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KS Woman Who Led Islamic Group Pleads Guilty to Terrorism Charges

A Kansas-born woman who led an all-female Islamic State battalion and trained others to use assault rifles, grenades and suicide explosives pleaded guilty Tuesday to conspiring to provide material support for terrorism, the Washington Post reports. Allison Fluke-Ekren, 42, admitted in federal court that she was the leader of the Khatiba Nusaybah, a female battalion that prepared to defend Islamic State-controlled Raqqa, Syria, in 2017. She could face up to 20 years in prison. Researchers say that hundreds of Western women have joined or given support to the Islamic State, but Fluke-Ekren is the first U.S. woman to be prosecuted for a leadership role in the Islamist militant group. After studying at the University of Kansas and an Indiana college, Fluke-Ekren moved with her children and second husband to Egypt in 2008 and aided terrorist groups for more than six years while in Iraq, Libya and Syria. “Over 100 women and young girls received military training from Fluke-Ekren in Syria on behalf of ISIS,” said prosecutor Raj Parekh, describing Fluke-Ekren as “a fervent believer in the radical terrorist ideology of ISIS for many years.”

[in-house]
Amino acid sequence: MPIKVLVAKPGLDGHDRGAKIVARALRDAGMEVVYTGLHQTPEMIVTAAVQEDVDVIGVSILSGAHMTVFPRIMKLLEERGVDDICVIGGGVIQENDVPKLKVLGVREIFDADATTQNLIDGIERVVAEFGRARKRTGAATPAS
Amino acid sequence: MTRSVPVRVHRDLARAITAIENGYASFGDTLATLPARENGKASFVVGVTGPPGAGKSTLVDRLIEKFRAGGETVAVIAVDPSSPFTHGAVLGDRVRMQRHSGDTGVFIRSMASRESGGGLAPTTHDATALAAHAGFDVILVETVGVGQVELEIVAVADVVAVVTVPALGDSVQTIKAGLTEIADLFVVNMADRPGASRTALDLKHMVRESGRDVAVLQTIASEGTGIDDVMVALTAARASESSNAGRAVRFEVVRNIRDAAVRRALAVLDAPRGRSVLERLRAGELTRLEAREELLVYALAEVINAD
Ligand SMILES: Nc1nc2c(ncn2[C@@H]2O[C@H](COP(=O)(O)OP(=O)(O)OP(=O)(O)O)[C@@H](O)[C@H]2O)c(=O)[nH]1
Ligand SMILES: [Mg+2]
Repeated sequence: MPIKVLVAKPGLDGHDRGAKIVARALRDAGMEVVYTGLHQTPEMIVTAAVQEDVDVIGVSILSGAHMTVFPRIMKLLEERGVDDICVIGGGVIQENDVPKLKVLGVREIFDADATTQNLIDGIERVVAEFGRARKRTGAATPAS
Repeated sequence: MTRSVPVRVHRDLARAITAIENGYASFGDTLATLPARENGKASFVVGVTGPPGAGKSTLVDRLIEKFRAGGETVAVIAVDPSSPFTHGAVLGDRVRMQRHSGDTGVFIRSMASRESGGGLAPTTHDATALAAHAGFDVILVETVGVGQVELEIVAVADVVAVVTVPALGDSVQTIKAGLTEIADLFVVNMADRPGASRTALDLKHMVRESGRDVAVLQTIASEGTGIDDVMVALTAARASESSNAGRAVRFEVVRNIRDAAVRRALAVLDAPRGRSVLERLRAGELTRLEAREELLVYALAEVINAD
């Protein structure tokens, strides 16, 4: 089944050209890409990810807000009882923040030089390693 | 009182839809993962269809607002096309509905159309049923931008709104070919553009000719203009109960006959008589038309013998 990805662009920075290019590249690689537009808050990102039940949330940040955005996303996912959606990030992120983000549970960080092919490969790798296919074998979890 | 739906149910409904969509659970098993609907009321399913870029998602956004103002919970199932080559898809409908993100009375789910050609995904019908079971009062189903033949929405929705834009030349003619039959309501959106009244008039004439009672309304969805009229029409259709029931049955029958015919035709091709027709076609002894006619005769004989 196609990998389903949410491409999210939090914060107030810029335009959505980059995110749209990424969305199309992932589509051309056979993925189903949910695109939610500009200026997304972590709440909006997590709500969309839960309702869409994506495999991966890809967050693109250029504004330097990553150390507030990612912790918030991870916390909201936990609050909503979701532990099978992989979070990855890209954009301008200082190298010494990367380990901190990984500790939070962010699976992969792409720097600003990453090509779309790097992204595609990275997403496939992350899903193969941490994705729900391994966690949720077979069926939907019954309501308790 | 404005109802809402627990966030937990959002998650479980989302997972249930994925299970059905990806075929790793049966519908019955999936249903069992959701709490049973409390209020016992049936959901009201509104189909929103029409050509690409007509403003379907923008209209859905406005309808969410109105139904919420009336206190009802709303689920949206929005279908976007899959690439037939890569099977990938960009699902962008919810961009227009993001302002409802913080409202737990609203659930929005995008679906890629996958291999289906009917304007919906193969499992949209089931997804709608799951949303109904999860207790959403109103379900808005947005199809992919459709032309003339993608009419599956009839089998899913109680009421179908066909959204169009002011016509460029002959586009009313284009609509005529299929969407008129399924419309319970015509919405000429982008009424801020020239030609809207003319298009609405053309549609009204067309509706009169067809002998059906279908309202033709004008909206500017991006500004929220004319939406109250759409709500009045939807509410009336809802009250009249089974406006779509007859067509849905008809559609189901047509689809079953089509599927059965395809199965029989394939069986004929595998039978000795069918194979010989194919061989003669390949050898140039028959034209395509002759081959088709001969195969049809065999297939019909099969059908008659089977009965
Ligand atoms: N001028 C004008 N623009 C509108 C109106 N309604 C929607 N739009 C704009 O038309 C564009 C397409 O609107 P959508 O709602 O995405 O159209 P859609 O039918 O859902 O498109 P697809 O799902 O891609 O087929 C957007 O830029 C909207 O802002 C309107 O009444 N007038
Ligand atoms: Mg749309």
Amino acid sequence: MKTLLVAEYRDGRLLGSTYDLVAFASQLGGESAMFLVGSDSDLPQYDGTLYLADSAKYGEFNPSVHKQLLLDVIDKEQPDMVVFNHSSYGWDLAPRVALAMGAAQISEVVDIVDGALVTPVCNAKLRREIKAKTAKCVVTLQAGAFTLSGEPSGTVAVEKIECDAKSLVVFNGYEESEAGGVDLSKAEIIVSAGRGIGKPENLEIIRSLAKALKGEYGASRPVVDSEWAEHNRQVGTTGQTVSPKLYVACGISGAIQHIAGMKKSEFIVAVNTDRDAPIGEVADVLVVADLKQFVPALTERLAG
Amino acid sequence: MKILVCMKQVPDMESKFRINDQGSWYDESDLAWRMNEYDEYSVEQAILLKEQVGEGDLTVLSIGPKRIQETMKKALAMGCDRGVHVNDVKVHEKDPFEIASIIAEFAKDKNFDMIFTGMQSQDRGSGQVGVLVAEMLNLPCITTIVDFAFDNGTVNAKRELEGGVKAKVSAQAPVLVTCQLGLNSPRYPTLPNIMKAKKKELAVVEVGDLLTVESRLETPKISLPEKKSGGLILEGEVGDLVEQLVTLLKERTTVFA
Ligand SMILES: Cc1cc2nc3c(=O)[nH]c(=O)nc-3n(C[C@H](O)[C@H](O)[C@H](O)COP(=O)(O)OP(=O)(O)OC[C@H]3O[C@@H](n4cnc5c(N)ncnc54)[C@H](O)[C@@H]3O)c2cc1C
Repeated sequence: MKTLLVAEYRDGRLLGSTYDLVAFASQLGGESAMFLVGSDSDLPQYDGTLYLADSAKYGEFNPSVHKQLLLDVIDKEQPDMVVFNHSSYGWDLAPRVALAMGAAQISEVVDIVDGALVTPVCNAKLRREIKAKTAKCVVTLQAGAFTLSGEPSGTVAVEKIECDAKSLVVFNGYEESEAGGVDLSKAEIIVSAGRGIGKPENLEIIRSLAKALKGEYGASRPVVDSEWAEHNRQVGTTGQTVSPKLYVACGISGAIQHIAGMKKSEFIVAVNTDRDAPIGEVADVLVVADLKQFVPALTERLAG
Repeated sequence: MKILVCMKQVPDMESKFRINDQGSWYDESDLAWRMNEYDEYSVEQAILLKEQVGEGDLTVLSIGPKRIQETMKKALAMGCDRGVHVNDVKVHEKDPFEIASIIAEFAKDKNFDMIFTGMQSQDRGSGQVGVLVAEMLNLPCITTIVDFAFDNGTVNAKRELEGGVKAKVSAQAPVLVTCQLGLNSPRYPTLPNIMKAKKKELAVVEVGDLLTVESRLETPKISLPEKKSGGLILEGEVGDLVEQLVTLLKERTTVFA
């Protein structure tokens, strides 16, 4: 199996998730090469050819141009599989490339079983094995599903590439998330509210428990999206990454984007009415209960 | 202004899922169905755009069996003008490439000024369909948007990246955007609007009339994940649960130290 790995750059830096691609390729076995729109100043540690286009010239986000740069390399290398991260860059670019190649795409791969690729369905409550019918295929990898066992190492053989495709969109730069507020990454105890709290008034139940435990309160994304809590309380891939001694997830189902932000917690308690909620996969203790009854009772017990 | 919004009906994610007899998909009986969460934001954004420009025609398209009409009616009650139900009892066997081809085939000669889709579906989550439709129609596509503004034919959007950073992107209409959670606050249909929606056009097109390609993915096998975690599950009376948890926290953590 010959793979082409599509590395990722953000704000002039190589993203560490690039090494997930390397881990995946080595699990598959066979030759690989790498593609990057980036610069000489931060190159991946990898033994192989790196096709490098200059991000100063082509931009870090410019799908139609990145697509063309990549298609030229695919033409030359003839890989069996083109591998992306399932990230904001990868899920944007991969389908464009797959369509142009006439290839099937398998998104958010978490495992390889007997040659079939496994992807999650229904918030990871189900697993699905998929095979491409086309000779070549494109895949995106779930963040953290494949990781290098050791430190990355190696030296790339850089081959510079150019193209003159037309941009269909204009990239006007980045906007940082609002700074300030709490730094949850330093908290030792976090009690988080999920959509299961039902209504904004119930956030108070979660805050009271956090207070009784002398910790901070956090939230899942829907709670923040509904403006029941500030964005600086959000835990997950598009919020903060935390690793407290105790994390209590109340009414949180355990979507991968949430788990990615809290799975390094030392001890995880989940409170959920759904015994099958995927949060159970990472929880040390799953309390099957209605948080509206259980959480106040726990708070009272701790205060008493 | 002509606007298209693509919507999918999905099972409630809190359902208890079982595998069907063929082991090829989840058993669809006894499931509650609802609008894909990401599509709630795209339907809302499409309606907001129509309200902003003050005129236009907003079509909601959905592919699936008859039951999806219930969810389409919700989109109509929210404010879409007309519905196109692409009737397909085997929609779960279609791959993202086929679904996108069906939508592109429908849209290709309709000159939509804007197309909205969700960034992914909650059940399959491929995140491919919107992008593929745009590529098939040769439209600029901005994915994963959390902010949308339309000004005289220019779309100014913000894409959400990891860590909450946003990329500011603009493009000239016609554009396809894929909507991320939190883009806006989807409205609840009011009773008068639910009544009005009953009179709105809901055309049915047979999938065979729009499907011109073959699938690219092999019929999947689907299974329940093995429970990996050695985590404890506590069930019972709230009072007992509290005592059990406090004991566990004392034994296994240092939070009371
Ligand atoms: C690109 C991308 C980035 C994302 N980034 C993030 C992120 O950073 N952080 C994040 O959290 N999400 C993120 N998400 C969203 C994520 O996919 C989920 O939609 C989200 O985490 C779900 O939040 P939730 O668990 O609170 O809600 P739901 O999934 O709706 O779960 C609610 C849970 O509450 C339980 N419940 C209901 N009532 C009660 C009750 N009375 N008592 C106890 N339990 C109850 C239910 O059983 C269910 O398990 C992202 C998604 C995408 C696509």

Federal prosecutors disclosed that Fluke-Ekren assisted leaders of the terrorist group behind the 2012 attack that killed four Americans in Libya, by providing summaries of documents she said her husband had stolen from a U.S. compound in Benghazi. By 2016, she had trained women and young girls to use AK-47 rifles, grenades, and explosive suicide belts. In 2017, Fluke-Ekren was named the leader of Khatiba Nusaybah, an all-female brigade that gave martial arts trainings, courses on vehicle bombings, and how to pack a "go bag" with rifles and military documents where she provided some of the trainings herself. Fluke-Ekren initially said she didn’t purposely train children, though when pressed by the judge, she agreed with prosecutors that she had given military training to more than 100 women and young girls. Additionally, Fluke-Ekren admitted she had ideas for a mass-casualty strike in the U.S. that were never put into action. U.S. District Judge Leonie Brinkema scheduled Fluke-Ekren’s sentencing for Oct. 25.

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